Lesson Plan:

# Less Than or Greater Than Alligators

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September 9, 2015
Standards
September 9, 2015

## Learning Objectives

Students will be able to identify, discriminate, and use the less than and greater than symbols when comparing groups of items.

## Lesson

### Introduction (5 minutes)

• Explain to students that today they will learn about the less than and the greater than symbols.
• Define symbol, or a representation of another thing, to your students.
• Draw and name the less than and the greater than symbols on the board.
• Remind your students that the word less means smaller or fewer, and the word greater means bigger or more.
• Draw two empty circles on the board, and label them A and B, respectively.
• Explain to students that they can use the less than symbol if the number of items in circle A is less than the number of items in circle B.
• Tell them that they can use the greater than symbol if the number of items in circle A is greater than the number of items in circle B.

### Explicit Instruction/Teacher Modeling (10 minutes)

• Draw two triangles in circle A.
• Draw five triangles in circle B.
• Ask your students to count the number of triangles in each circle.
• Ask your students if the number of triangles in circle A is less than or greater than the number of triangles in circle B.
• Put the less than sign to show your students the symbol in context.
• Draw two empty squares on the board, and label them A and B, respectively.
• Draw 6 balls in square A.
• Draw 3 balls in square B.
• Ask your students to count the number of balls in each square.
• Ask your students if the number of balls in square A is less than or greater than the number of balls in square B.
• Put in the greater than sign.
• Draw two empty pots on the chalkboard, and label them A and B, respectively.
• Within the empty pot labeled A, draw one stick.
• Within the empty pot labeled B, draw four sticks.
• Ask your students to count the number of sticks in each pot.
• Ask your students if the number of sticks in pot A is less than or greater than the number of sticks in pot B.
• Put in the less than sign.

### Guided Practice/Interactive Modeling (15 minutes)

• Tell your students that the less than and greater than symbols have the nicknames "Less Than Alligator" and "Greater Than Alligator."
• Explain to students that the symbols are given those names because they look like an alligator's open mouth.
• Hold up the pictures of the alligators and name them the Less Than and the Greater Than Alligators.
• Explain that alligators love to eat, so they open their mouths to the meal.
• Invite two students up to play the role of each alligator.
• Place two bowls on a desk.
• Put two fish in the first bowl and eight fish in the second bowl.
• Direct your students to count the number of fish in each bowl.
• Ask your students if the number of fish in the first bowl is less than or greater than the number of fish in the second bowl.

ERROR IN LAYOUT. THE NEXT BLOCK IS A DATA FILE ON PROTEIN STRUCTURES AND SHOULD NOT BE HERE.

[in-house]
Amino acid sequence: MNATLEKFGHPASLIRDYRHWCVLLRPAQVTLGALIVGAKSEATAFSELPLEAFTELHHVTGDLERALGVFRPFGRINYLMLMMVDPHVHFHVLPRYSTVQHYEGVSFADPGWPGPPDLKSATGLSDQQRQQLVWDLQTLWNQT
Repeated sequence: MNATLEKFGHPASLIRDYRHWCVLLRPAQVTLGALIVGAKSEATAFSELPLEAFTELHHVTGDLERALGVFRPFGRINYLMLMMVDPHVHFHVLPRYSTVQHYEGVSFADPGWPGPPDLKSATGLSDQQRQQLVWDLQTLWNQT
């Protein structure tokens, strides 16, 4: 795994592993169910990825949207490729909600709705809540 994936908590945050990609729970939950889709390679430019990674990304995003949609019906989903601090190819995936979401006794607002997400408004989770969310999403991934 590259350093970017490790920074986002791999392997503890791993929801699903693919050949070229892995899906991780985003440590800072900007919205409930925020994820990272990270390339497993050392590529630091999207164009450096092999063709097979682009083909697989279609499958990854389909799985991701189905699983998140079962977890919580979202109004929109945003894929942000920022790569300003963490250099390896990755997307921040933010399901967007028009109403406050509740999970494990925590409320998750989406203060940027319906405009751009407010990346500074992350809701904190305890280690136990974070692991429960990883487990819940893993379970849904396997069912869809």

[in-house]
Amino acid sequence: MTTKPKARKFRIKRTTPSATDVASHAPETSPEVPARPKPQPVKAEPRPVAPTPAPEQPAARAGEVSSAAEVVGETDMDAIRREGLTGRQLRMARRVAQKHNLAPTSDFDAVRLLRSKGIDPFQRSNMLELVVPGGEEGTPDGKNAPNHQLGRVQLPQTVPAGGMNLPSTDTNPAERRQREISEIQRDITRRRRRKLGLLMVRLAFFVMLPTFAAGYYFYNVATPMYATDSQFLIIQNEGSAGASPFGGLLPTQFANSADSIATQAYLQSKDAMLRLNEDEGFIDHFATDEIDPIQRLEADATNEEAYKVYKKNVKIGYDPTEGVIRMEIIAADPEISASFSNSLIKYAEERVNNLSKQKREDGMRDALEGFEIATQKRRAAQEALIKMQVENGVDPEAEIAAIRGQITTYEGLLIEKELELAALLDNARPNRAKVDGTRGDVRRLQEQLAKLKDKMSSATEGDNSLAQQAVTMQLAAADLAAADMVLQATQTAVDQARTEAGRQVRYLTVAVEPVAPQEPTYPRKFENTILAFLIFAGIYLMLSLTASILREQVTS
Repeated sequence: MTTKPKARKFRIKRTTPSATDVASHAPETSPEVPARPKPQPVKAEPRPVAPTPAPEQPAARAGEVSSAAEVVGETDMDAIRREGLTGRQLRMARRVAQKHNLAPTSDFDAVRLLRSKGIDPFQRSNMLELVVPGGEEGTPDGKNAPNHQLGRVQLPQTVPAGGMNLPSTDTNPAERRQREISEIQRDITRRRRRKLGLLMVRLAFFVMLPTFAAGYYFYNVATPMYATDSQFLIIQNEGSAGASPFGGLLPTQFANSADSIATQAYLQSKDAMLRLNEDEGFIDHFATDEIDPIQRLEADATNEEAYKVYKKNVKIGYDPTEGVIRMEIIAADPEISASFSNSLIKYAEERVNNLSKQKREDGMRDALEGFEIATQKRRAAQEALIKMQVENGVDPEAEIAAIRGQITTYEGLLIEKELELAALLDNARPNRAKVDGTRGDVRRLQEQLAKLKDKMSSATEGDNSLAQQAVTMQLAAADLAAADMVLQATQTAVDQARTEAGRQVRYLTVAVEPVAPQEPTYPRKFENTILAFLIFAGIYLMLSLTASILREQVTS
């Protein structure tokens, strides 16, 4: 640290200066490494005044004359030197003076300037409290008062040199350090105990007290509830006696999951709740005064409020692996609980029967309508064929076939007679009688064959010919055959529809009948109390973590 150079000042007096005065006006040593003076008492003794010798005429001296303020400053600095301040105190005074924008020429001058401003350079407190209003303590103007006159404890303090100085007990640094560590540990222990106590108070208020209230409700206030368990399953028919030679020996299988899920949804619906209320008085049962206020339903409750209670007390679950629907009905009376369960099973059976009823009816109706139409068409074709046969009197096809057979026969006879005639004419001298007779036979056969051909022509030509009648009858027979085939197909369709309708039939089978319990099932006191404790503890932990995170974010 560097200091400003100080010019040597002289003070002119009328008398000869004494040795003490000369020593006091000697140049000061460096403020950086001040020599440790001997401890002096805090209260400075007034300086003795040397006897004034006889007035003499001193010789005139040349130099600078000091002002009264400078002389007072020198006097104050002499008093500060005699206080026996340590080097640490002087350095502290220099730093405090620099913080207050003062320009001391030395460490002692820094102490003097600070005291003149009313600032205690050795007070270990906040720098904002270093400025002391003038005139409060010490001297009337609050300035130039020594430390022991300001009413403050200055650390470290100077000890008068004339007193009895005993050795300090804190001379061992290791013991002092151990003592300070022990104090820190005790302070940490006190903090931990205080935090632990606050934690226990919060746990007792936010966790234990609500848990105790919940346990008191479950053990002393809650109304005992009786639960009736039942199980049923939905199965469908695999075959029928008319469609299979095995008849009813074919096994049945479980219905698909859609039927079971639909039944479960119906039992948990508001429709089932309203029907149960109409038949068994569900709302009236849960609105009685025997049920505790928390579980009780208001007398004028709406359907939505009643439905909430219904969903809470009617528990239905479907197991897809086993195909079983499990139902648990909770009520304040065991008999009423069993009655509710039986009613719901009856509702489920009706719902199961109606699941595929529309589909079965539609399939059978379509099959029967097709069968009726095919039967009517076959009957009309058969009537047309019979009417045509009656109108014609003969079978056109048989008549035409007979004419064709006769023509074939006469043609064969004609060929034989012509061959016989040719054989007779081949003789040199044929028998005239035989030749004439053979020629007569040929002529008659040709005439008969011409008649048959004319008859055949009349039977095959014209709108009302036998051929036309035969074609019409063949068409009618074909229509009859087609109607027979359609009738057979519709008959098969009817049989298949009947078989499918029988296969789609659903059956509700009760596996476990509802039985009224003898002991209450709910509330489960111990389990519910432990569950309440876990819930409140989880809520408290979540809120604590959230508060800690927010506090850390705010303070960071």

• Ask your students which alligator they should use to show that the number of fish in the first bowl is less than the number of fish in the second bowl.
• Put seven fish in the first bowl and three fish in the second bowl, and repeat the previous steps.

### Independent Working Time (10 minutes)

• Share the Cupcake Comparing worksheets to your students.

## Extend

### Differentiation

• Enrichment: Have your advanced students complete the worksheet on their own.
• Support: Give your students the fish to work with again, and demonstrate the less than or equal sign individually.

## Review

### Review and Closing (20 minutes)

• Tell your students that the Less Than and Greater Than Alligators don't just like to eat fish and cupcakes; they would eat anything!
• Explain to your students that they will complete an activity to show the use of the Less Than and the Greater Than Alligators.
• Place the two hula hoops on the floor, about three feet apart.
• Gather your students in a semi-circle.
• Select two students to play the roles of the Less Than and Greater Than Alligators, and give each of the two students a puppet to place over his hand.
• Place the two students back to back between the two hula hoops, and instruct them to hold their puppets with the mouths open.
• Explain to all the students that you will put a certain amount of items within each hula hoop and a student will be called upon to remove the alligator that does not belong between the two hula hoops.
• Put two blocks in the first hula hoop and three blocks in the second hula hoop.
• Ask students to count the number of blocks within each hula hoop.
• Call upon a student to remove the alligator (student) that does not show that the number of blocks in the first hula hoop is less than the number of blocks in the second hula hoop.
• Essentially, your students are moving the wrong alligator out of the way to show a correct number statement.
• Continue to change the types of items and the number of items within each hula hoop until each student gets a chance to take part in the activity.